Monday, March 16, 2009

Why Gluten Free Sourdough?

I created these breads and bread recipes to cope with my own multiple food allergies and sensitivities. After mastering and enjoying old fashioned sourdough rye bread I learned I was gluten intolerant and could no longer eat rye. I learned I was also allergic to eggs and dairy products.

Wanting to continue eating bread, I looked at the ingredients in retail gluten free breads and found there was at least one ingredient I needed to avoid in each one. If I was going to be able to eat bread I needed to be able to control the ingredients.
I began experimenting with the sourdough techniques I had mastered for the rye bread.

Sourdough baking is a time tested bread baking technique that was used exclusively until the discovery of modern commercial yeast. It utilizes the natural yeasts and bacteria present on the grain and in the air to leaven bread. Sourdough bread becomes highly digestible because the flours are “soaked” in the starter and in the long rise period. Some people may remember their grandparents soaking oatmeal the night before cooking it for breakfast. Soaking neutralizes natural enzyme inhibitors in the grain, begins breaking down the tough cellulose fibers, fosters the formation of probiotics and enzymes and releases vitamins. All this makes for a more nutritious finished product that is easy on the digestion with many nutrients available for assimilation. Sourdough breads have a robust taste, long shelf life and freeze well.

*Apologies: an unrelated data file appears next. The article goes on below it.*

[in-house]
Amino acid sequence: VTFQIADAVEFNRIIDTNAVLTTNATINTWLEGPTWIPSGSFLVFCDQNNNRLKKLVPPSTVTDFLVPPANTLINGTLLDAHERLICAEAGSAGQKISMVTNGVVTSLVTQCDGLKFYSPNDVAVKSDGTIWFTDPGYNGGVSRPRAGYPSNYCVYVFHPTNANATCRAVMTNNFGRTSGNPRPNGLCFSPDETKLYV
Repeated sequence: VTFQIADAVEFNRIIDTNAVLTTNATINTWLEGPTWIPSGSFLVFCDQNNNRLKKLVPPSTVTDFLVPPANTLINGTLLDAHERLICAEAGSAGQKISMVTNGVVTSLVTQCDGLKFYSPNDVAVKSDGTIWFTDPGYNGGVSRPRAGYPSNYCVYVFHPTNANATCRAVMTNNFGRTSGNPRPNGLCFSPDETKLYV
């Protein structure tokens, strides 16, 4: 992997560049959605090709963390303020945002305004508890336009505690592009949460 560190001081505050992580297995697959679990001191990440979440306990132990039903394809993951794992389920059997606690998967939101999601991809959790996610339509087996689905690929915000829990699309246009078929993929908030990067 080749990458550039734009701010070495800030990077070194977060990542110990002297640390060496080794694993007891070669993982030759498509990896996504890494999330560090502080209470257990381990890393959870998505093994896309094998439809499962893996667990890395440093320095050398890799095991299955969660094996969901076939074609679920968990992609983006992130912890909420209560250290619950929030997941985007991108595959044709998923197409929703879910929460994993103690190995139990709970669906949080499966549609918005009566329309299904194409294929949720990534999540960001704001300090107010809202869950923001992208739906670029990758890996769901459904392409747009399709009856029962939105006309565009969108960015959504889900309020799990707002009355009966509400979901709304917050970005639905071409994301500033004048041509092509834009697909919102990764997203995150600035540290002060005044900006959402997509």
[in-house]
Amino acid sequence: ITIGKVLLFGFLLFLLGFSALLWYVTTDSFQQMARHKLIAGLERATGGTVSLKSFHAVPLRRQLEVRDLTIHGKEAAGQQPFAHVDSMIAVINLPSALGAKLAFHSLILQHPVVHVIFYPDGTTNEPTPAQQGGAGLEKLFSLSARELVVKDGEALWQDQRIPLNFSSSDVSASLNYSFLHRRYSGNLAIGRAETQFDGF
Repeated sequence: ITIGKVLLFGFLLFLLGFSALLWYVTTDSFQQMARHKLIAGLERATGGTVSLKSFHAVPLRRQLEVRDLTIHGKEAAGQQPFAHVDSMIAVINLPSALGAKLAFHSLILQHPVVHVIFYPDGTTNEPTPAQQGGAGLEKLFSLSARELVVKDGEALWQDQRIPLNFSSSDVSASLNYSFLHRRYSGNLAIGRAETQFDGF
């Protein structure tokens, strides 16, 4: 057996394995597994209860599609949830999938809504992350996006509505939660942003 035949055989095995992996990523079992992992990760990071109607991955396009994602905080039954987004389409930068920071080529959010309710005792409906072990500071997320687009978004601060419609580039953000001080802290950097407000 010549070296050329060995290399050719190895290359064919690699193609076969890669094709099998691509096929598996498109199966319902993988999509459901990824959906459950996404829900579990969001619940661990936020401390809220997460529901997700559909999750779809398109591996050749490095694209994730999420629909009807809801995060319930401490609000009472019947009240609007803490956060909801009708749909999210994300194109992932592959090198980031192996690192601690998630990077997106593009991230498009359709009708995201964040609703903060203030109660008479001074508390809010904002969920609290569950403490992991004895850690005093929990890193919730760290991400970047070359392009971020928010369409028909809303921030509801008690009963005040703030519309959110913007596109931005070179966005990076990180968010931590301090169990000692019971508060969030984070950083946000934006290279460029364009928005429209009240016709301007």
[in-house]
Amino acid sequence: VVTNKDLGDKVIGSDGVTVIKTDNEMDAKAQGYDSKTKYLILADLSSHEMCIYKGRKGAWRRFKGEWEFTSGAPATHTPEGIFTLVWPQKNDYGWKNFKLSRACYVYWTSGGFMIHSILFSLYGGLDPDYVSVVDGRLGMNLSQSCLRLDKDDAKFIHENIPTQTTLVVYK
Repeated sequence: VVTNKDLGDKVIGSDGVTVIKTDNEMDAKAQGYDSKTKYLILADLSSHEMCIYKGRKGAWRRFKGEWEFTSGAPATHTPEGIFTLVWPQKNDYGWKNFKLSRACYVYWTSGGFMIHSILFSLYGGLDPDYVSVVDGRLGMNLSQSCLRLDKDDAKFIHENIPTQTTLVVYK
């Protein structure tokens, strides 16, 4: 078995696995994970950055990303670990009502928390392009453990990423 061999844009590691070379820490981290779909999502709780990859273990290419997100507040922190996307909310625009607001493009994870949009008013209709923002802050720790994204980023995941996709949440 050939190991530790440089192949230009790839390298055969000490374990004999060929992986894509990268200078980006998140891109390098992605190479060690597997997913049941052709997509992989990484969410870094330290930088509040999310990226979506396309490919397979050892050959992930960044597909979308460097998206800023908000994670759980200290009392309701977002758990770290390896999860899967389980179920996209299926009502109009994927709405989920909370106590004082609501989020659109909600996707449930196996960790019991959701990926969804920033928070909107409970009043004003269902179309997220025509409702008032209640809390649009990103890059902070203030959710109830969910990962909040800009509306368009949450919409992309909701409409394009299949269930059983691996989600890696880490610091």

For those of us who are gluten intolerant and have other food allergies these sourdough bread recipes can be a welcome addition to our diets.
The recipes in my gluten free recipe book are free of gluten, dairy, eggs, corn, soy, yeast, sugar, baking powder/soda, and xanthan and guar gums.
It can be purchased at:

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